He has a penchant for telling human interest stories. Shoojit Sircar’s latest slice of drama though took a lighter take on human greed. Like the puppeteer’s puppets Gulabo-Sitabo, Baankey [Ayushmann Khurrana] and Mirza [Amitabh Bachchan] are locked in a tussle over land. Both though forget that like Gulabo-Sitabo, their string of destiny lies in the hand of the octogenarian Fatima Begum [Farrukh Jaffar]. Sircar’s quirky story is ingrained in Lucknawi culture, that perhaps limited its pan India appeal. Credit though to Sircar for staying true to the region. A simple tale, but the stellar acts of its protagonists meant this Gulabo Sitabo kept you engaged through its time. In the divisive political atmosphere, Gulabo Sitabo stands out for its communal harmony.
4 Kaamyaab – Hardik Mehta
With a title like Kaamyaab, this film sure ought to succeed. But Kaamyaab tells the story of a forlorn side kick Sudheer [Sanjay Mishra] and his struggle to make an unlikely comeback, a dream to play a meaningful and a record 500 role at last. Named after a popular side kick in the 70s-80s, Kaamyaab was no biopic, but the trial and tribulations of Sudheer [Sanjay Mishra] mirrored the life of every supporting artiste the Indian film industry has seen. This is a country where fans are obsessed with stars, but artistes like Sudheer have no identity. Director Hardik Mehta’s heartening story paid tribute to the unsung heroes of Indian cinema. Kaamyaab rides on its telling tale, Mehta’s astute direction and a tour de force by the versatile Sanjay Mishra. The wide critical acclaim proves how content, not stats drive a film.
3 Raat Akeli Hai – Honey Trehan
By its relatively poor standards, Netflix did throw up few surprises from its India original. After Axone. We were left stunned by casting director-turned-director Honey Trehan’s riveting crime drama Raat Akeli Hai. Penned by Smita Singh, the noir follows a murder investigation by a fearless, righteous cop Jatil Yadav [Nawazuddin Siddiqui]. Singh’s taut screenplay, Trehan’s astute direction, crisp editing by A. Sreekar Prasad, deft cinematography and the stellar performances, led by Siddiqui made Raat Akeli Hai a thrilling crime drama. The genre is often considered an Achilles heel for Indian cinema, but the rich creative, production value embodied by Trehan and co, offers new hope for Indian noir.
2 Chintu Ka Birthday – Devanshu and Satyanshu Singh
Akshay Kumar’s Airlift  paid tribute to unsung Indian heroes who played an important role in the successful evacuation of over 100 thousand Indians stranded in war torn Iraq during the Gulf war. Four years later, unheralded director duo of Devanshu and Satyanshu Singh revisited the Gulf war in a human-interest drama with Chintu Ka Birthday. Stranded in war-torn Iraq, Bihari migrant Madan Tiwary [Vinay Pathak] wants to return to India but a Nepalese passport complicates things for the family. Despite the turmoil around him, Madan is adamant that he fulfils the wishes of his six-year-old son Chintu [Vedant Chibber] in celebrating his birthday. A few unexpected visitors threaten to cut short the low-key affair and the family runs the risk of falling apart. The heartening tale is a reminder of how humanity rises above war, call of duty, religious identities. Remarkably, this Zee5 film is produced by controversial comedy group All India Bakchod. The heartening story comes alive through stellar acts led by Pathak, Tillotama Shome, Seema Pahwa. The film’s child artistes Chibber and Bisha Chaturvedi are very impressive. The latter comes across as an uncut diamond, who is likely to only grow in stature with experience. Not many would have picked Chintu Ka Birthday to struck a deep chord with the audience. It sure deserves all the acclaim.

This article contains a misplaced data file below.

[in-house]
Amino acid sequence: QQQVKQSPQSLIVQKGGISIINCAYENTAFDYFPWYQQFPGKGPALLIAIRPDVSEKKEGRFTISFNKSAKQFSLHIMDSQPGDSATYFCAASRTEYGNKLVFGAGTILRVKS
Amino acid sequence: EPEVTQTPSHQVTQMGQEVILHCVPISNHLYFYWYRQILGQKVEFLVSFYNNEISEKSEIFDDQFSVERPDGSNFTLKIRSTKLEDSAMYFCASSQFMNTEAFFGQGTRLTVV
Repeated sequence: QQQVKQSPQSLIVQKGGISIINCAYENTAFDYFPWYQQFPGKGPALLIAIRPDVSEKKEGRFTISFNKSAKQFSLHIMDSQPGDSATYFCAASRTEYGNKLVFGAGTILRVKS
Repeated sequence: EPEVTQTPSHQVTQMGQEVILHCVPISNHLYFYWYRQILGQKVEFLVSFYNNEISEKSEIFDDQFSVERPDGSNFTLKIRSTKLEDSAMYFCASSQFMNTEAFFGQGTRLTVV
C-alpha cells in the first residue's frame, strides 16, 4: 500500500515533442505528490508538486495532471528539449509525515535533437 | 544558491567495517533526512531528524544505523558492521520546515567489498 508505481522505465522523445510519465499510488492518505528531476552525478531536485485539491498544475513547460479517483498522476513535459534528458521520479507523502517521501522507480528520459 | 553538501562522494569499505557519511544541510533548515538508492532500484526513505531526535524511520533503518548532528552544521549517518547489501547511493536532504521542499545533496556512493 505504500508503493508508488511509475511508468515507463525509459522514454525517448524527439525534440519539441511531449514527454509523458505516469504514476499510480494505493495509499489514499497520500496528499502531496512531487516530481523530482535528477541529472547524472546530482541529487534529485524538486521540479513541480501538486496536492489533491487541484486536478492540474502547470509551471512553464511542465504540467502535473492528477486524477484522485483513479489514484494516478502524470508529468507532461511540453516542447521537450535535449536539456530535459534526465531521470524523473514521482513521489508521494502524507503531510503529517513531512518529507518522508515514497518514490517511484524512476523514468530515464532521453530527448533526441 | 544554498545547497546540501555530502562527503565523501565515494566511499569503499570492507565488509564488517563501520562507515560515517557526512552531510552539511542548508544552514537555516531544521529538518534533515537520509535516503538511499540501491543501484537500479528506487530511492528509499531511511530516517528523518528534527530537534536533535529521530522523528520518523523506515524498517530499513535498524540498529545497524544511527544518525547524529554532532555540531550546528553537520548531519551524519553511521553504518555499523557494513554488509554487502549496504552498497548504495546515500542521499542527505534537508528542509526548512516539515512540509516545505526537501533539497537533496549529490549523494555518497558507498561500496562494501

1 Thappad – Anubhav Sinha
True feminism can often be lost under the garb of materialism, sexual desires. We’ve seen that in some films where critics, fans perhaps went overboard in their appraisal. Anubhav Sinha though is a serious filmmaker. The success of no-nonsense films like Mulk , Article 15  have seen Sinha’s stock rise as a matured, social filmmaker. After tackling Islamophobia in Mulk, casteism in Article 15, Sinha put to test fragile human relationships, especially those that smack of patriarchy/ matriarchy. Sinha’s Thappad is a slap to such relationships. The protagonist Amrita [Taapsee Pannu] is slapped by her husband [Pavail Gulati] in a party. Until then, they seemed like a happy couple, but this one slap opened her eyes to the mundane, obligatory nature of her marriage. She files for divorce. In the process, Sinha and screenwriter Mrunmayee Lagoo take the lid off fragile human bonds. It’s not just the protagonists, but the duo tests long-lasting marriages, parents-daughter relationships. Thappad didn’t wow some, but not many films in 2020 threw many questions at you. Thappad did that constantly. The gripping screenplay is further enhanced by top notch performances led by Kumud Mishra, who plays Amrita’s father, Pannu, Tanvi Azmi, debutant Pavail Gulati, Maya Sarao, Geetika Vidya Ohlyan. Cinema is a medium by people, and sensible, sensitive human-interest stories would stand out over massy entertainment films. For us, Sinha’s soul stirring film deservingly takes the top spot in 2020.